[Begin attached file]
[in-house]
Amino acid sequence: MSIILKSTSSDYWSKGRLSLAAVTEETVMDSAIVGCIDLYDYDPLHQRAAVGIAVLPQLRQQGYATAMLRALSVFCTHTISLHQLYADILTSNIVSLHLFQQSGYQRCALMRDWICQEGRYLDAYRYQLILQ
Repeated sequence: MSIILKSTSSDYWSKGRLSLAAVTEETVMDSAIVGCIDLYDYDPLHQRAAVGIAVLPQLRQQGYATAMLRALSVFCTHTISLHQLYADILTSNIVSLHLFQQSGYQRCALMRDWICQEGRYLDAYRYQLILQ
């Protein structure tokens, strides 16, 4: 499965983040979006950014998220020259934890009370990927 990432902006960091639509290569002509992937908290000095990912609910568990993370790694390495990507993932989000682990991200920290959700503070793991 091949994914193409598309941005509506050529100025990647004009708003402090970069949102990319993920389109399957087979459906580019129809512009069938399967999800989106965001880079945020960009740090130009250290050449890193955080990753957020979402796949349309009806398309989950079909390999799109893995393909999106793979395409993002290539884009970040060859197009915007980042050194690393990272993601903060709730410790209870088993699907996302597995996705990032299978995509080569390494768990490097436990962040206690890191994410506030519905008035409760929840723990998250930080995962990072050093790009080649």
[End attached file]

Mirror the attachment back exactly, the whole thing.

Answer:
[in-house]
Amino acid sequence: MSIILKSTSSDYWSKGRLSLAAVTEETVMDSAIVGCIDLYDYDPLHQRAAVGIAVLPQLRQQGYATAMLRALSVFCTHTISLHQLYADILTSNIVSLHLFQQSGYQRCALMRDWICQEGRYLDAYRYQLILQ
Repeated sequence: MSIILKSTSSDYWSKGRLSLAAVTEETVMDSAIVGCIDLYDYDPLHQRAAVGIAVLPQLRQQGYATAMLRALSVFCTHTISLHQLYADILTSNIVSLHLFQQSGYQRCALMRDWICQEGRYLDAYRYQLILQ
């Protein structure tokens, strides 16, 4: 499965983040979006950014998220020259934890009370990927 990432902006960091639509290569002509992937908290000095990912609910568990993370790694390495990507993932989000682990991200920290959700503070793991 091949994914193409598309941005509506050529100025990647004009708003402090970069949102990319993920389109399957087979459906580019129809512009069938399967999800989106965001880079945020960009740090130009250290050449890193955080990753957020979402796949349309009806398309989950079909390999799109893995393909999106793979395409993002290539884009970040060859197009915007980042050194690393990272993601903060709730410790209870088993699907996302597995996705990032299978995509080569390494768990490097436990962040206690890191994410506030519905008035409760929840723990998250930080995962990072050093790009080649």